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Mathematics LibreTexts

7.2: Ring Homomorphisms

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    As we saw with both groups and group actions, it pays to consider structure preserving functions!

    Definition 7.1.0

    Let \(R\) and \(S\) be rings. Then \(\phi: R\rightarrow S\) is a homomorphism if:

    1. \(\phi\) is homomorphism of additive groups: \(\phi(a+b)=\phi(a)+\phi(b)\), and
    2. \(\phi\) preserves multiplication: \(\phi(a\cdot b)=\phi(a)\cdot \phi(b)\).

    If the homomorphism is a bijection, then it is an isomorphism.

    1. We have the inclusion homomorphism \(\iota: \mathbb{Z}\rightarrow \mathbb{Q}\), which just sets \(\iota(n)=n\). This map clearly preserves both addition and multiplication.
    2. Consider the map \(\phi: \mathbb{Z}\rightarrow \mathbb{Z}_n\) sending \(k\) to \(k%n\). We've seen that this is a homomorphism of additive groups, and can easily check that multiplication is preserved. Indeed,

      Notice that every element in \(\mathbb{Z}\) can be written as a sum of many copies of \(1\). Then we were able to figure out what the homomorphism does simply by knowing \(\phi(1)\). As an example, consider the map \(\rho:\mathbb{Z}\rightarrow \mathbb{Z}_5\) sending \(k\) to \((2k)%n\). (Thus, \(\rho(0)=0, \rho(3)=1\).) This can be shown, using the same argument as above, to be a ring homomorphism.

    3. The evaluation map \(e_k\) is a function from \(R[x]\) to \(R\). For any polynomial \(f\in R[x]\) and \(k\in R\), we set \(e_k(f)=f(k)\). This is a ring homomorphism! Let \(f(x)=a_nx^n+\cdots a_0x^0\), and \(g(x)=b_nx^n+\cdots b_0x^0\), where the \(a_i, b_i\in R\). (We'll also allow leading coefficients to be zero in order to make it easy to add \(f\) and \(g\) formally.) We then check the ring homomorphism conditions:

      b. Since we know that \(e_k\) is an additive homomorphism, we only need to check that it is multiplicative on monomials. But that's easy:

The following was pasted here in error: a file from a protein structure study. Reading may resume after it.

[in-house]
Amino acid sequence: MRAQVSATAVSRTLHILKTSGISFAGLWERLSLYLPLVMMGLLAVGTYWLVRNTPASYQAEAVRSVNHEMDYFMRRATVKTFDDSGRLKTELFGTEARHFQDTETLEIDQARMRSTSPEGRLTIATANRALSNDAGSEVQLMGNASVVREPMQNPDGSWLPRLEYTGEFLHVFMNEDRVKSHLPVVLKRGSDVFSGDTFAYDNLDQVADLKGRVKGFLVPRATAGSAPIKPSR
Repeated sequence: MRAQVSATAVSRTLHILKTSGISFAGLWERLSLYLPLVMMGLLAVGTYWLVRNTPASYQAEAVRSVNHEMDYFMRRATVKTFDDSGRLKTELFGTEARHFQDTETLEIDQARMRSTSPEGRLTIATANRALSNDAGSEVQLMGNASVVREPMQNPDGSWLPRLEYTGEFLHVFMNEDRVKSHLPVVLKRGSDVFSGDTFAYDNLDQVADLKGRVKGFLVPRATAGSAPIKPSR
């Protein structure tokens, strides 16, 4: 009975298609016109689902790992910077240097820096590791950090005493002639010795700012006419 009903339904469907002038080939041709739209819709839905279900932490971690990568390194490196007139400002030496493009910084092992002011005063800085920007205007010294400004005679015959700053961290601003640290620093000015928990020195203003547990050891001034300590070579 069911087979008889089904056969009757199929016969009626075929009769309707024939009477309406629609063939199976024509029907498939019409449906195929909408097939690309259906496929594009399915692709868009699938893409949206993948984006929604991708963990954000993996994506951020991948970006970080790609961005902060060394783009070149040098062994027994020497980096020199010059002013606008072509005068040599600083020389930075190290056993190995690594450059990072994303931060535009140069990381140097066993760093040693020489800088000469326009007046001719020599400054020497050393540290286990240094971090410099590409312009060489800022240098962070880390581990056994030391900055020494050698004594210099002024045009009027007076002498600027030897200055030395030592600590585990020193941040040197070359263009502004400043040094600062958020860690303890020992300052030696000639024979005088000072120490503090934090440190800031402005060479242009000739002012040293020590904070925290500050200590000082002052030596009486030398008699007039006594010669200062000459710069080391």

\(\begin{eqnarray}e_k((ax^n) (bx^m)) &=& e_k(abx^{n+m})\\ &=& abk^{n+m}=e_k(ax^n)e_k(bx^m).\end{eqnarray}\)

    Exercise 7.1.1
    1. Show that \(\rho:\mathbb{Z}\rightarrow \mathbb{Z}_5\) defined by \(\rho(k)=(3k)%5\) is a ring homomorphism. Find the kernel and image of \(\rho\).
    Show that \(\rho:\mathbb{Z}\rightarrow \mathbb{Z}_6\) defined by \(\rho(k)=(3k)%6\) is a ring homomorphism. Find the kernel and image of \(\rho\). As with groups, we also have direct products of rings.
    Definition 7.1.2

    Let \(R\) and \(S\) be rings. Define the direct product \(R\times S\) as the set \(\{(r,s) \mid r\in R, s\in S \}\) with coordinate-wise operations: \((r_1, s_1)+(r_2, s_2)=(r_1+r_2, s_1+s_2)\), and \((r_1, s_1)\cdot (r_2, s_2)=(r_1\cdot r_2, s_1\cdot s_2)\).

    Of course, one should verify that this is a ring by checking the ring axioms.

    Exercise 7.1.3
    1. Show that for any rings \(R\) and \(S\) that the product \(R\times S\) is a ring.
    2. Show that the inclusion map \(\iota: R\rightarrow R\times S\) given by \(\iota(r)=(r,0)\) is a ring homomorphism.
    3. Show that the projection \(\pi: R\times S\rightarrow R\) given by \(\pi((r,s))=r\) is a ring homomorphism.

    A Small Digression on the Relationship Between Good Computer Science and Good Mathematics

    Recall that when we worked with groups the kernel of a homomorphism was quite important; the kernel gave rise to normal subgroups, which were important in creating quotient groups.

    For ring homomorphisms, the situation is very similar. The kernel of a ring homomorphism is still called the kernel and gives rise to quotient rings. In fact, we will basically recreate all of the theorems and definitions that we used for groups, but now in the context of rings. Conceptually, we've already done the hard work.

    In computer programming, people often speak of the DRY principle: Don't Repeat Yourself, meaning that you shouldn't write the same code more than once. The reason, in computer science, is that it's easier to fix mistakes or make modifications if a given piece of code appears in one distinct place.

    In mathematics, we have a similar principle: generalization. When you find yourself doing the same thing in different contexts, it means that there's something deeper going on, and that there's probably a proof of whatever theorem you're re-proving that doesn't matter as much on the context. It would be nice, for example, to remember just one concept for quotient groups, quotient rings, quotient vector spaces, and whatever else, instead of a hodgepodge of specific cases of the same basic idea.